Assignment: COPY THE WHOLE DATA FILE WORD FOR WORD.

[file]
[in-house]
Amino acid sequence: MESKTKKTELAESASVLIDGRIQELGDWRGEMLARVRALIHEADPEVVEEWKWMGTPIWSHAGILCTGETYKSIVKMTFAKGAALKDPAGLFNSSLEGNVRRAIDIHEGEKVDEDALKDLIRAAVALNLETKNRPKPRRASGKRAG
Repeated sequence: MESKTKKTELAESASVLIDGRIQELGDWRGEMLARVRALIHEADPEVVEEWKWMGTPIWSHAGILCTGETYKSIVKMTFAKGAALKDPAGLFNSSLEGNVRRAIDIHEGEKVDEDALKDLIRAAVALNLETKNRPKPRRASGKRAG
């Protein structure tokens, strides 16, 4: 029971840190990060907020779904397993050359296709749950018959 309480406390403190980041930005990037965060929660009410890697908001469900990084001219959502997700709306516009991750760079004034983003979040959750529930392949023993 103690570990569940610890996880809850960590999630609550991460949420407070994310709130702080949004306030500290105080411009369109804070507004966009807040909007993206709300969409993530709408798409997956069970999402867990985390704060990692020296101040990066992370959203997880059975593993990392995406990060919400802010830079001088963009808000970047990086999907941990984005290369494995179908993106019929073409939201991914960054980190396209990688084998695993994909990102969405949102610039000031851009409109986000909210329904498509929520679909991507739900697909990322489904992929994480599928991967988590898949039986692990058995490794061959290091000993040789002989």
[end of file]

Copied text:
[in-house]
Amino acid sequence: MESKTKKTELAESASVLIDGRIQELGDWRGEMLARVRALIHEADPEVVEEWKWMGTPIWSHAGILCTGETYKSIVKMTFAKGAALKDPAGLFNSSLEGNVRRAIDIHEGEKVDEDALKDLIRAAVALNLETKNRPKPRRASGKRAG
Repeated sequence: MESKTKKTELAESASVLIDGRIQELGDWRGEMLARVRALIHEADPEVVEEWKWMGTPIWSHAGILCTGETYKSIVKMTFAKGAALKDPAGLFNSSLEGNVRRAIDIHEGEKVDEDALKDLIRAAVALNLETKNRPKPRRASGKRAG
């Protein structure tokens, strides 16, 4: 029971840190990060907020779904397993050359296709749950018959 309480406390403190980041930005990037965060929660009410890697908001469900990084001219959502997700709306516009991750760079004034983003979040959750529930392949023993 103690570990569940610890996880809850960590999630609550991460949420407070994310709130702080949004306030500290105080411009369109804070507004966009807040909007993206709300969409993530709408798409997956069970999402867990985390704060990692020296101040990066992370959203997880059975593993990392995406990060919400802010830079001088963009808000970047990086999907941990984005290369494995179908993106019929073409939201991914960054980190396209990688084998695993994909990102969405949102610039000031851009409109986000909210329904498509929520679909991507739900697909990322489904992929994480599928991967988590898949039986692990058995490794061959290091000993040789002989």